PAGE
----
• During that time she made a holy vow to God which created later difficulties.
Irene Baron's book provides details about hardships Mary's parents endured, Mary's birth, her first 3 years, the Temple years, a very reluctant Joseph, the rough betrothal, and the birth of Jesus.

James' eyewitness account of Christ's birth describes a holy phenomenon not witnessed since. 
Baron reports, "People tell me they get chills reading about the birth because of the miracles that occurred when it happened."
Bible scholars report that James' scriptures were not placed in the New Testament because that section of the Bible was composed of books about Jesus, not His mother
James became a chief Apostle and was the first Bishop of Christian churches in Jerusalem. His scriptures were used in the Christian churches for hundreds of years.
Author & Speaker, Irene Baron
Author & Speaker, Irene Baron
An expert and speaker about the Virgin Mary, Irene Baron earlier discovered the Christmas star using NASA provided software. Her award-winning nonfiction book, Unraveling the Christmas Star Mystery, tells the story of that famous star.
Both books are available at Barnes & Noble and 
SOURCE: Irene Baron

30 November 2018

America's Dark History of Organized Anti-Semitism Re-emerges in Today's Far-Right Groups

A memorial outside Pittsburgh’s Tree of Life Synagogue on Oct. 29, 2018, erected after a gunman killed 11 worshippers at the temple
A memorial outside Pittsburgh’s Tree of Life Synagogue on Oct. 29, 2018, erected after a gunman killed 11 worshippers at the temple. (AP/Gene J. Puskar)
Hours after Robert Bowers allegedly walked into a Pittsburgh synagogue and killed 11 people, investigators told the media that Bowers appeared to have acted alone and fit what experts call the “lone mass shooter profile.”

Weeks later, FBI agents arrested a Washington D.C. man who followed Bowers on social media. He had told relatives he wanted to pursue the same path and start “a race revolution.”

Bowers may well have lived a solitary life, beyond his frequent presence on social media. Yet the fact that his violent act triggered a would-be emulator highlights an essential facet of prejudice – especially anti-Semitism.

As I show in my book, Hitler’s American Friends: The Third Reich’s Supporters in the United States,” anti-Semitic violence is never solely the product of a single deluded mind, as the United States’ dark history of organized prejudice reveals. Instead, it is the product of a unique culture of hatred that originated in the mid-20th century and persists to this day.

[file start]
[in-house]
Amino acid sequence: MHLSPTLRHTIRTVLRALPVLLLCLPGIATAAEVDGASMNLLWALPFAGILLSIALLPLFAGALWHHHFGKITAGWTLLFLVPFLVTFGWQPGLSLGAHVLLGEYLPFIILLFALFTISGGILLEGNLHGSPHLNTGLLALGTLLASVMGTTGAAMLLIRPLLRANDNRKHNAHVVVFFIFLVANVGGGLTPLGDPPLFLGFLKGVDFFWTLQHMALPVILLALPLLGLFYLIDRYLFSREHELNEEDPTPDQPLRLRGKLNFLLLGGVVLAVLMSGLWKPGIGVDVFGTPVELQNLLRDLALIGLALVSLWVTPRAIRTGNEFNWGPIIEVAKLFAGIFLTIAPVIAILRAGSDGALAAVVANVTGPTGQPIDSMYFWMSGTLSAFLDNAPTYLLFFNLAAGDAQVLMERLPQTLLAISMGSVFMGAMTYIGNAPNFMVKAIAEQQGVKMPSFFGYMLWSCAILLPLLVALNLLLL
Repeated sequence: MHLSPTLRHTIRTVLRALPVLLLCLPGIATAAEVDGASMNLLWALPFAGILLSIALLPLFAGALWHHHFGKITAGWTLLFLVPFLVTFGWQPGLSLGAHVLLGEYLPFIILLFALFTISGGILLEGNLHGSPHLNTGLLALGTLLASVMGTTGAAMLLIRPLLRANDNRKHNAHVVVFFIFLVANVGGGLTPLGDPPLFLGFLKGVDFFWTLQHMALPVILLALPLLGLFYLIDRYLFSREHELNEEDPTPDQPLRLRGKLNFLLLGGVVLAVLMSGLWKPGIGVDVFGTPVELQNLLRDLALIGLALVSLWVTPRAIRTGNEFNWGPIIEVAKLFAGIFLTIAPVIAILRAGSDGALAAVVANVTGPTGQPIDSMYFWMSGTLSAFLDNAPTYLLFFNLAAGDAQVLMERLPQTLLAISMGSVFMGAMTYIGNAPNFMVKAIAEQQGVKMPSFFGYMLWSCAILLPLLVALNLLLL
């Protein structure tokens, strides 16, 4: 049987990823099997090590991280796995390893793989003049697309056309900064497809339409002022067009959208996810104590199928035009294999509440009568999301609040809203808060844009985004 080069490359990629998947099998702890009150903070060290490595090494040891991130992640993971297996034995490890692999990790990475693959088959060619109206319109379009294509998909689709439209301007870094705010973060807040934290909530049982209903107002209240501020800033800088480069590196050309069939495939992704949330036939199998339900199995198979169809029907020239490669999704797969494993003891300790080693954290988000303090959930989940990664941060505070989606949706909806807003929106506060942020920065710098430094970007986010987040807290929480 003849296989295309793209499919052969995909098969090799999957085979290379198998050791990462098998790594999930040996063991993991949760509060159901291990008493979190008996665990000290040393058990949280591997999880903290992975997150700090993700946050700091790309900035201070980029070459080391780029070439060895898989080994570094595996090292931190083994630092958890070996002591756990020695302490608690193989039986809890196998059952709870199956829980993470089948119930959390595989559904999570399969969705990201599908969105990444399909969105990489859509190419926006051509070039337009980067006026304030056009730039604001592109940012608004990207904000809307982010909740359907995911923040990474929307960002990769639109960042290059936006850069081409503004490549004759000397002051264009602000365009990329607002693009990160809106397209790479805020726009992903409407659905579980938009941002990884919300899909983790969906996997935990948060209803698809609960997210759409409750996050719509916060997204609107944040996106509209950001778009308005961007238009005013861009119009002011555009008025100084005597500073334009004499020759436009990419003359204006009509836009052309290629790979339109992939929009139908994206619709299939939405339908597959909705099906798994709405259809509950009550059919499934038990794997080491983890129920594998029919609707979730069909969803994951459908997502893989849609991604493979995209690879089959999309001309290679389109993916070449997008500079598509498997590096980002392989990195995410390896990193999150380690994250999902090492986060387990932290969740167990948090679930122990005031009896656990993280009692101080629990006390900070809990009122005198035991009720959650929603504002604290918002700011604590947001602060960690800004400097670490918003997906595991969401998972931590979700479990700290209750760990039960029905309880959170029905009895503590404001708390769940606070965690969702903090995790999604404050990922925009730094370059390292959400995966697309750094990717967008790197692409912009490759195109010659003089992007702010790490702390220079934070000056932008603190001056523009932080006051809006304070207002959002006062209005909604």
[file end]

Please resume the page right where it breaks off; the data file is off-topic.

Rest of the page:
This aspect of history is rarely found in textbooks. Yet it is critical to understand the continuing influence that homegrown, modern American anti-Semitism has had on the country’s history and continues to exert today.

In 1939, Fritz Kuhn addressed 20,000 people at a Madison Square Garden rally celebrating Nazism.

Local discrimination
Some forms of American anti-Semitism have been examined and confronted. Many existed at the local level and had a major impact on Jewish communities all over the U.S.

For decades, restrictive covenants in home deeds forbade Jews from buying homes in certain neighborhoods. Some country clubs excluded Jews from membership or even playing their courses as guests. Some Ivy League universities set quotas limiting the number of Jewish students they would admit.

These forms of personal, localized discrimination date back to the earliest days of the American Republic and persisted until relatively recently. Their decline can largely be traced to the passage and enforcement of anti-discrimination laws such as the Civil Rights Act of 1964 and the Fair Housing Act of 1968.

Other forms of anti-Semitism, however, have not disappeared as rapidly or completely. This is where the dark American history of organized anti-Semitism has particular relevance to the present day.

Group prejudice
A good starting point for understanding this past can be found in Donald S. Strong’s 1941 book Organized Anti-Semitism in America: The Rise of Group Prejudice During the Decade 1930-40.”

Strong demonstrated that both anti-Semitic sentiment and the number of explicitly anti-Semitic groups increased rapidly during the Depression. Organized anti-Semitism, Strong argued, appeared in the U.S. only after World War I. Previous forms of the prejudice, he claimed, “had expressed itself primarily in terms of social discrimination” rather than through the creation of specifically anti-Semitic groups.

In other words, organized anti-Semitism in the United States was a purely 20th-century phenomenon. Strong claimed that between 1933 and 1941, a dozen new anti-Semitic organizations had been founded each year.
The anti-semitic movement in the United States,” he presciently concluded, “can no longer be treated as if it were a transient phenomenon.”
The two most important groups Strong examined were the German American Bund and the Silver Legion, also known as the Silver Shirts.

German-American Bund parade in New York City in 1939.